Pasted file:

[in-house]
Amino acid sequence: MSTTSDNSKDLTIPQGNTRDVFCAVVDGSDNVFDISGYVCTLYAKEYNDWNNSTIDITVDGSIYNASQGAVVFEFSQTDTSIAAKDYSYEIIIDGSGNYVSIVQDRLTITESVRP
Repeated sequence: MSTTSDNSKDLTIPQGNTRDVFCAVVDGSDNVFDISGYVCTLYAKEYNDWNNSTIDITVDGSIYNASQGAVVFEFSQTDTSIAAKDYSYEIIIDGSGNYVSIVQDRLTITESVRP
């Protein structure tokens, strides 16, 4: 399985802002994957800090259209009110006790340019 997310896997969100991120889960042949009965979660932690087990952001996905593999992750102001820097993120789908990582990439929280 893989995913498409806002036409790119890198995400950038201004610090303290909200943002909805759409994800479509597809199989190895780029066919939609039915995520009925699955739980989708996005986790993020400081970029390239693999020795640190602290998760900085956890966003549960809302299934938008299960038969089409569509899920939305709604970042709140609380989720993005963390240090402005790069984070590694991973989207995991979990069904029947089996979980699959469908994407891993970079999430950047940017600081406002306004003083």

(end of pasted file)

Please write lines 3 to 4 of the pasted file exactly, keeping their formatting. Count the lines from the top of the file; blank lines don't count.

Repeated sequence: MSTTSDNSKDLTIPQGNTRDVFCAVVDGSDNVFDISGYVCTLYAKEYNDWNNSTIDITVDGSIYNASQGAVVFEFSQTDTSIAAKDYSYEIIIDGSGNYVSIVQDRLTITESVRP
């Protein structure tokens, strides 16, 4: 399985802002994957800090259209009110006790340019 997310896997969100991120889960042949009965979660932690087990952001996905593999992750102001820097993120789908990582990439929280 893989995913498409806002036409790119890198995400950038201004610090303290909200943002909805759409994800479509597809199989190895780029066919939609039915995520009925699955739980989708996005986790993020400081970029390239693999020795640190602290998760900085956890966003549960809302299934938008299960038969089409569509899920939305709604970042709140609380989720993005963390240090402005790069984070590694991973989207995991979990069904029947089996979980699959469908994407891993970079999430950047940017600081406002306004003083």